Quantum Leap (1992) – Deliver Us From Evil and Trilogy: Part 1

What starts out as a happy leap for Sam (Scott Bakula) turns into a fight against the forces of darkness when he discovers that he isn’t the only time traveller changing history.

Deliver Us From Evil was penned by Robin Bernheim, Tommy Thompson and Deborah Pratt, with an airdate of 10 November, 1992.

Sam leaps back to 19 March, 1966 and into Jimmy, a special young man, with a loving brother, Frank (John D’Aquino) and sister-in-law Connie (Laura Harrington). He’s troubled to learn from Al (Dean Stockwell), that he is there to keep the family together. Connie isn’t happy with her role as housewife, and a young woman (Kristen Cloke) at the Frank’s workplace may be giving him the come on.

Sam has to save the marriage, and keep Jimmy out of an institution. But there are other forces at work, ones that make sure that things go badly for Jimmy and his loved ones. There’s another leaper, with another observer, Alia (Renee Coleman) and Zoey (Carolyn Seymour), and their supercomputer Lothos.

This was an idea that was long overdue, and if they had introduced it in season 2, they really could have spread the Evil Leaper arc out nicely, instead of compressing it all into the final season (no matter how good it was).

Viewers know that there is something wrong right from the off, as Coleman is introduced fairly quickly, with Zoey by her side. And once Sam touches Connie, he sees who she really is.

Such a good episode. By returning Sam to a favourite leap, and introducing these villainous time travellers, though Alia sounds like she’s more trapped than anything else, we realise how much is truly in jeopardy. Love this introduction to Alia and Zoey, and wish we’d had more time with them.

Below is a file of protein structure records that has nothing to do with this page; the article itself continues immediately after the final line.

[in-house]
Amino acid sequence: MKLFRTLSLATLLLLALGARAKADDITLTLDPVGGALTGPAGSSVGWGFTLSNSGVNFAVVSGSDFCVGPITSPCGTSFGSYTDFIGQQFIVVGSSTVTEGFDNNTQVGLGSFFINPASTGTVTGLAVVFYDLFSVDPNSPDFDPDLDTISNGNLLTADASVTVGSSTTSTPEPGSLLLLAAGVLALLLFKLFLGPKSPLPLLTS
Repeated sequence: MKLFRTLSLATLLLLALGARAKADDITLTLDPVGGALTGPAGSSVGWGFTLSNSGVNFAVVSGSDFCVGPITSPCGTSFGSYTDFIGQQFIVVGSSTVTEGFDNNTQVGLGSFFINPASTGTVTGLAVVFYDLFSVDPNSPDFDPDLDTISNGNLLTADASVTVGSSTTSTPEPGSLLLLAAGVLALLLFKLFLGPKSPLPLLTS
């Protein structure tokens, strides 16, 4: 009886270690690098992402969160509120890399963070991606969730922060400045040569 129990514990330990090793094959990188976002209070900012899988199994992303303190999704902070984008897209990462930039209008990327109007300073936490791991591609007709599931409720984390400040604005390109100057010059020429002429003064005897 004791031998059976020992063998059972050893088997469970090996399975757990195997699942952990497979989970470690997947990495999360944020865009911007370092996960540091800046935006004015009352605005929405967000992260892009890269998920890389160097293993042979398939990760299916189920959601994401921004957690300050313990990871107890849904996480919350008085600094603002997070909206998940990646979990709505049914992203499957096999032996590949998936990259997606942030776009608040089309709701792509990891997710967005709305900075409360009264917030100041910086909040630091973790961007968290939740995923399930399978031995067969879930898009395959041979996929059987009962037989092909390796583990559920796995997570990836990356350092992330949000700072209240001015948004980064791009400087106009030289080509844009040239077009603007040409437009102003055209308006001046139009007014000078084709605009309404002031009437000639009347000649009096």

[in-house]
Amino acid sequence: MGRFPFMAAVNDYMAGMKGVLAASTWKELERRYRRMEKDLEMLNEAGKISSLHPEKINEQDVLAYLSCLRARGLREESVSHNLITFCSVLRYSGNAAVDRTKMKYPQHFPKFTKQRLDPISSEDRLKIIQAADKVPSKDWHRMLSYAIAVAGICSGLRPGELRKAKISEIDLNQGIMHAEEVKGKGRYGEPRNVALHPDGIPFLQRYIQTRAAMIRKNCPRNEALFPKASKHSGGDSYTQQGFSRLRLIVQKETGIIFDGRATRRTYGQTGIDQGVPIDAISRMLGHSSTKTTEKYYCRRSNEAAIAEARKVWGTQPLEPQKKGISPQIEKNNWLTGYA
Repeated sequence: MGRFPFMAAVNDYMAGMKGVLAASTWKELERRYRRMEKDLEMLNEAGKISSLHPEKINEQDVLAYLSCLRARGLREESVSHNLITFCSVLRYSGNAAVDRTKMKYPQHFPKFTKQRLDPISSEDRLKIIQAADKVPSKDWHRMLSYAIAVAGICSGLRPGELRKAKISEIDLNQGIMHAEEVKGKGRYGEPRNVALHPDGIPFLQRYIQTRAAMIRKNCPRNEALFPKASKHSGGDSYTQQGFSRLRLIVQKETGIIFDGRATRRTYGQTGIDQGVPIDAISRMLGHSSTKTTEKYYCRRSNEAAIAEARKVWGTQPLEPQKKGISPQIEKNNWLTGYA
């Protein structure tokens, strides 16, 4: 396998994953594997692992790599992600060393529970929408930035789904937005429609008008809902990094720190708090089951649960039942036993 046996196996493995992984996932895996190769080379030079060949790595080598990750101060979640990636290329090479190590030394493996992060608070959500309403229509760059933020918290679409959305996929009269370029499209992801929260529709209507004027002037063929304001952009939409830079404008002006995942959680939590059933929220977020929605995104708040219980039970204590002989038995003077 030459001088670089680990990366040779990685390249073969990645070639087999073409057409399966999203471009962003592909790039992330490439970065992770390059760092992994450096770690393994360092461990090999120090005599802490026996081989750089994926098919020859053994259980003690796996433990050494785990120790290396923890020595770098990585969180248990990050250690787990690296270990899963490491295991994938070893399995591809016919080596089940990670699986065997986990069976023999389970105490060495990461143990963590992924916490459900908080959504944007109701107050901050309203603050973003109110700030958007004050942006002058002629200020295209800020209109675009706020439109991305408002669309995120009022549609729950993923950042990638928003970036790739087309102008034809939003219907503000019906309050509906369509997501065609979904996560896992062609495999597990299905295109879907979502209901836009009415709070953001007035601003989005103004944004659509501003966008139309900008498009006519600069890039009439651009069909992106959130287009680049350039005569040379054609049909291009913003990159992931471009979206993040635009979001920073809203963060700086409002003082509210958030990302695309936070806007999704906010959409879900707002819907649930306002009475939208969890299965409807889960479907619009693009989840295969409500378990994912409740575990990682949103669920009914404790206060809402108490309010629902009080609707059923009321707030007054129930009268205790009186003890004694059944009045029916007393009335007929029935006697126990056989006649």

Trilogy Part 1 is a bit of a Southern Gothic tale. It was written by Deborah Pratt and aired on 17 November, 1993.

Sam finds himself on 8 August, 1955. He’s in Louisiana and is the local sheriff, Clayton Fuller. His ten year old daughter, Abigail (Kimberly Cullum) may be involved with the strange deaths of two people, a father and daughter, one after the other.

Al and Ziggy are no help, as all the records from the time were lost in a flood, so Sam, and his holographic friend have to find their way on instinct.

The dead man’s wife, Leta (Mary Gordon Murray) is a little unstable, and blames Abigail for her daughter’s and husband’s death. It soon becomes apparent that unless Sam can stop her, and try to prove Abigail’s innocence, Leta may be the death of them both.

It doesn’t help that Sam is seeing Clayton’s supposedly dead wife (but not really, and only institutionalised), Laura (Meg Foster) wandering their home.

The episode is moody and creepy, as even Sam begins to suspect that Abigail may have been involved… possibly have committed murder. There are terrifying family secrets, troubling music cues, and there’s always been something a little unnerving about Meg Foster as well.

I think the fact that Sam makes a promise to Abigail that he will be around as long as she needs him in an early part of the episode, causes him to leap back into Abigail’s life in the next two parts.

Sam leaps at the last moment, as it would seem that Clayton dies in the fire that he saved Abigail from, he leaps and finds himself in bed with a twenty something version of Abigail, and Sam is Walt Kinman (Travis Fine), her fiancee.

Oh, boy.



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